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Marian Regional Medical Center unveils new program to help survivors of human trafficking

Marian Regional Medical Center
Posted at 11:15 AM, Sep 07, 2022
and last updated 2022-09-07 14:15:25-04

Marian Regional Medical Center at The Family Medicine Center in Santa Maria unveiled a new Medical Safe Haven program (MSH) to help survivors of human trafficking, including labor and sex trafficking.

People can contact the clinic at (805) 739-3561 and leave their information. The hospital will forward the information to a Medical Safe Haven Advocate who will help coordinate.

Santa Maria is an area highly impacted by human trafficking, according to hospital officials, and the program will train medical residents to recognize and treat survivors of trafficking.

“You’ll find a lot of times these experiences really change you, not just as a physician, but as a person because you can't, can't begin to understand why something like this would happen to people," said Dr. Christine Ragay-Cathers, the program and medical director at Marian Regional Medical Center.

The program will offer primary and prenatal care, mental support, STI testing and other services. The staff also works with an identified lab and pharmacy to ensure they are able get medications and labs done in a timely manner, according to the hospital.

Hospital staff are mandated reporters for adult victims of domestic violence, but not for sexual assault; however, they are required to report any assault on children.

“They're [hospital staff] aware that it's kind of a sensitive Safe Haven patient and that they need to be careful about who they divulge certain information to," Dr. Ragay-Cathers said.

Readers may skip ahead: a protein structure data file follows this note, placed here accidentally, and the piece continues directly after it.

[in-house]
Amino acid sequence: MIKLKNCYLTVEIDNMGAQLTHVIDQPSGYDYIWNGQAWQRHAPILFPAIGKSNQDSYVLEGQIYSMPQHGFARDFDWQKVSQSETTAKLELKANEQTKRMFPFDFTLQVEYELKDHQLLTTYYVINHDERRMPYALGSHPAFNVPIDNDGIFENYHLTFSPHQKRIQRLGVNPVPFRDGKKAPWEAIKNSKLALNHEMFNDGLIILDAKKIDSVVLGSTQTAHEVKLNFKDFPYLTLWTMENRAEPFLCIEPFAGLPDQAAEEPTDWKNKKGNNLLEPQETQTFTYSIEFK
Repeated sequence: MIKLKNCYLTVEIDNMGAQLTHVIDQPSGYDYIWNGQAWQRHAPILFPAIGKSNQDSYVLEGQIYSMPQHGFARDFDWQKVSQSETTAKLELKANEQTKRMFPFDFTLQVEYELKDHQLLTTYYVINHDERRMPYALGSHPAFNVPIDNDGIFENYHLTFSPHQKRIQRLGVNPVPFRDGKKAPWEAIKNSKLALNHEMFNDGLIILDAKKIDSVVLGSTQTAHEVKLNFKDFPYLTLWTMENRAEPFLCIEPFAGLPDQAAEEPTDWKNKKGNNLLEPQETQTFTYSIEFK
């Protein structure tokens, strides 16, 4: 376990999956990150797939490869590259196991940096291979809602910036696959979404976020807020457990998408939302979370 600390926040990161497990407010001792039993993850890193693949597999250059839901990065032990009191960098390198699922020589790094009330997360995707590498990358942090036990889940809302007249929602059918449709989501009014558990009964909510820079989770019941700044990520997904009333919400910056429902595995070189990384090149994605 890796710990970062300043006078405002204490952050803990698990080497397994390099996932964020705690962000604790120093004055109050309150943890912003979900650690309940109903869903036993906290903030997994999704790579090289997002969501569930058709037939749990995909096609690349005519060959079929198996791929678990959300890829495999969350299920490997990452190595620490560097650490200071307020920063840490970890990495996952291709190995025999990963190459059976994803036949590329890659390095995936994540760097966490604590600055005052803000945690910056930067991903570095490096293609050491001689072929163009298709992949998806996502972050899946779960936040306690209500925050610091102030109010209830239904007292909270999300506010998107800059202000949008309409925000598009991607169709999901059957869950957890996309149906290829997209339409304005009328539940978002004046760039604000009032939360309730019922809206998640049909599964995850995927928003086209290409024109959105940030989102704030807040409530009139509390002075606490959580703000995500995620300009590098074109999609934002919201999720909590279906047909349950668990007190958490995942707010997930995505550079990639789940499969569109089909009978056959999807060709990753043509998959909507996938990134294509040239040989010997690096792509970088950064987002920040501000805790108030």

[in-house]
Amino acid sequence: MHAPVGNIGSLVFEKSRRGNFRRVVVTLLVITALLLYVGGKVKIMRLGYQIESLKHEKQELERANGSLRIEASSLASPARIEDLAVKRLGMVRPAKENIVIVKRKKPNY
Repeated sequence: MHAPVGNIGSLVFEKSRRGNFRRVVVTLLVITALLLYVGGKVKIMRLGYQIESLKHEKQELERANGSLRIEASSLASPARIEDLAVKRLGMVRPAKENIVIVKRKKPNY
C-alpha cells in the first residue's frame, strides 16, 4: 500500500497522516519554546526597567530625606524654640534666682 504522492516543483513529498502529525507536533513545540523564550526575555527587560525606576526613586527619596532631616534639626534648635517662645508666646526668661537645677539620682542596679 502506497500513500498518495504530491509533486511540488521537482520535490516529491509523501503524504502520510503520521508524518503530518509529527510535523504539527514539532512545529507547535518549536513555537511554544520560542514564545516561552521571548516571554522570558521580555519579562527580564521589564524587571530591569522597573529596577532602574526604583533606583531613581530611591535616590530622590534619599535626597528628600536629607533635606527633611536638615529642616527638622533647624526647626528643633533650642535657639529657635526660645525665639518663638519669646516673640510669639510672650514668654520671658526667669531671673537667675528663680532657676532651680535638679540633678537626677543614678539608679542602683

Officials say they want everyone in need of this type of care to have access to it and say they do not share medical records without the patient’s consent.

“A lot of times they haven't really, you know, they've been going to the E.R., urgent care for a lot of their medical needs, so a lot of them haven't even had preventive care and a sense of, you know, sometimes they haven't had like cervical cancer screening or pap smears, they haven't had mammograms, colon cancer screening, they had labs to check to see if they're diabetic or if they have cholesterol problems," added Dr. Ragay-Cathers.

So far, the program has treated four survivors of trafficking, all of them women. “In regards to age, [survivors] can range anywhere from children all the way up to the elderly, so it [trafficking] encompasses a wide variety of ages, all walks of life, male or female. It does not discriminate,” Dr. Ragay-Cathers said.

She adds there are currently 19 resident physicians in the program and that much of the program’s focus will be on trauma informed care where the health provider allows the patient to take the lead.

“Trauma informed care is really, you know, recognizing or acknowledging that certain individuals with trauma that their experiences has a huge effect on their mental health, emotional health, physical health and a lot of times, you know, in your medical training, you're not really taught that,” she explained.

Allowing a survivor to build trust with a clinician is key. Dr. Ragay-Cathers went on to say, “If you're not ready for a pelvic exam, I understand. I can wait. If you're, if you feel like you need, you want to focus more on your depression or anxiety, I'm okay.”